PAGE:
The weekend saw few changes on the ground, as Russia celebrated its illegal annexation of Ukrainian territory. In cyberspace, low-level hacktivism and targeted disinformation persist.
Ukraine at D+585: Trench fighting in the south.
As they have for weeks, Russian and Ukrainian forces exchanged drone and missile strikes over the weekend. Al Jazeera summarizes the long-range fires. Russia continues to target civilian infrastructure and grain facilities.
On both Friday and Saturday the Institute for the Study of War (ISW) reported continued incremental Ukrainian advances in the western Zaporizhia Oblast and in the vicinity of Bakhmut. The operational objective in the south remains Melitopol.
By Sunday the ISW had reported local Russian "tactical" counterattacks around Robotyne, and appear to have retaken some trenches lost to earlier Ukrainian attacks. The situation remains fluid.
In a friendly fire incident, a Russian SU-35 was shot down over Tokmak last Thursday by an S-300 air defense system.
Naval aviation in the Black Sea.
The UK's Ministry of Defence sees a growing role for Russian naval aviation. "In recent weeks, the Naval Aviation component of Russia’s Black Sea Fleet has assumed a particularly important role in the Fleet’s operations as it struggles to deal with concurrent threats on the southern flank of the Ukraine war. Naval Aviation is emphasising maritime air patrol operations, highly likely with a primary mission of the early identification of uncrewed surface vessels. A key Russian asset in these operations is the Be-12 MAIL amphibious aircraft, designed in the 1950s, flying out of bases in occupied Crimea. Su-24 FENCER and FLANKER variant combat jets conduct maritime strike operations, including at least one recent air strike on the strategically located Snake Island. With more Fleet activities likely relocating to Novorossiysk in the face of threats to Sevastopol, Russia is attempting to use naval air power to project force over the north-western Black Sea."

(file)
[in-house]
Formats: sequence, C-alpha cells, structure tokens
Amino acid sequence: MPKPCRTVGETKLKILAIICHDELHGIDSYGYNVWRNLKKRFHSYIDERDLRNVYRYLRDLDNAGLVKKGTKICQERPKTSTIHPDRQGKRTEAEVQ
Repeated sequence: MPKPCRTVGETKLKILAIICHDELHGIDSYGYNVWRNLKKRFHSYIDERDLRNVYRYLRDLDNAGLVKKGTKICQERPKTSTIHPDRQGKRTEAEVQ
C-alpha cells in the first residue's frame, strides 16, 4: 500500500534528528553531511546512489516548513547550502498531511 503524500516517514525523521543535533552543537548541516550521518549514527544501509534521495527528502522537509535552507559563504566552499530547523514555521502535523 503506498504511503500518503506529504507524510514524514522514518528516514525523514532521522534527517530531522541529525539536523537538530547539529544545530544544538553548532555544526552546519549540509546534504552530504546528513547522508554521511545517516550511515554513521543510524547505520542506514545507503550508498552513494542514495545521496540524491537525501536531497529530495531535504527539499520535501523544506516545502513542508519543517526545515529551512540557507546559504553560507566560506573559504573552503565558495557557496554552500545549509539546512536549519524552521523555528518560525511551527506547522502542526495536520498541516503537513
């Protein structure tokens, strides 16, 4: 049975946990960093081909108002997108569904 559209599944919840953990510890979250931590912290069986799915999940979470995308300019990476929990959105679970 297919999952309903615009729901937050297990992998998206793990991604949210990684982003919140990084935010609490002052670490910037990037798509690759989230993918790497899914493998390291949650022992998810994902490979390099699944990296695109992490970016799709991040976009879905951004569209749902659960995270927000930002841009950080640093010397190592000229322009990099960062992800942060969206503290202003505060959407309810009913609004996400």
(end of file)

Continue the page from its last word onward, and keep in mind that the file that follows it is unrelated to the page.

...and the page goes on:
Saturday marked a new Russian holiday, "Reunification Day," celebrating the annexation of territories from Ukraine. There was some confusion, or at least a lack of clarity, about what those territories are. Some celebratory maps showed all the claimed territories in Crimea and the Donbass; others depicted only those under actual Russian control. Former President Dmitry Medvedev, currently deputy chair of the security council, said during observances that there were more reunifications to come. "Victory will be ours. And there will be more new regions within Russia.” The annexations are generally considered illegal everywhere except in Russia itself a handful of countries sympathetic to the Russian cause.
Competition for the remnants of the Wagner Group.
The UK's MoD has been following the fortunes of the rump Wagner Group. "On 29 September 2023, Russian authorities published footage of President Putin meeting former Wagner Group Chief of Staff Andrei Troshev, tasking him with overseeing and establishing new ‘volunteer fighting units’. Deputy defence minister Yunus-Bek Yevkurov was also at the meeting. Around the time of the June 2023 insurrection, Troshev took up a role in the official security forces: Troshev was probably involved in encouraging other Wagner personnel to sign contracts, contributing to the insurrection. Many Wagner veterans likely consider him a traitor. Yevkurov has recently been pictured touring African states. Presidential endorsement of Troshev and Yevkurov indicates Russia’s continuing utilisation of volunteer units and private military companies, and planning for the future of Wagner. It is prepared to draw on the experience of veterans who can demonstrate their loyalty to the state and continued involvement in the Global South, but probably with greater oversight from the Kremlin."
The ISW reported that President Putin met with Deputy Defense Minister Yunus-Bek Yevkurov and former Wagner Group commander and current Ministry of Defense employee Andrey Troshev on Friday. The Ministry of Defense has been competing with the Rosgvardia (Russia's national guard, its internal security military force) for the services of Wagner alumni. This is taken as a signal that Mr. Troshev will recruit current and former Wagnerites into either the regulars or the Ministry-affiliated company Redut.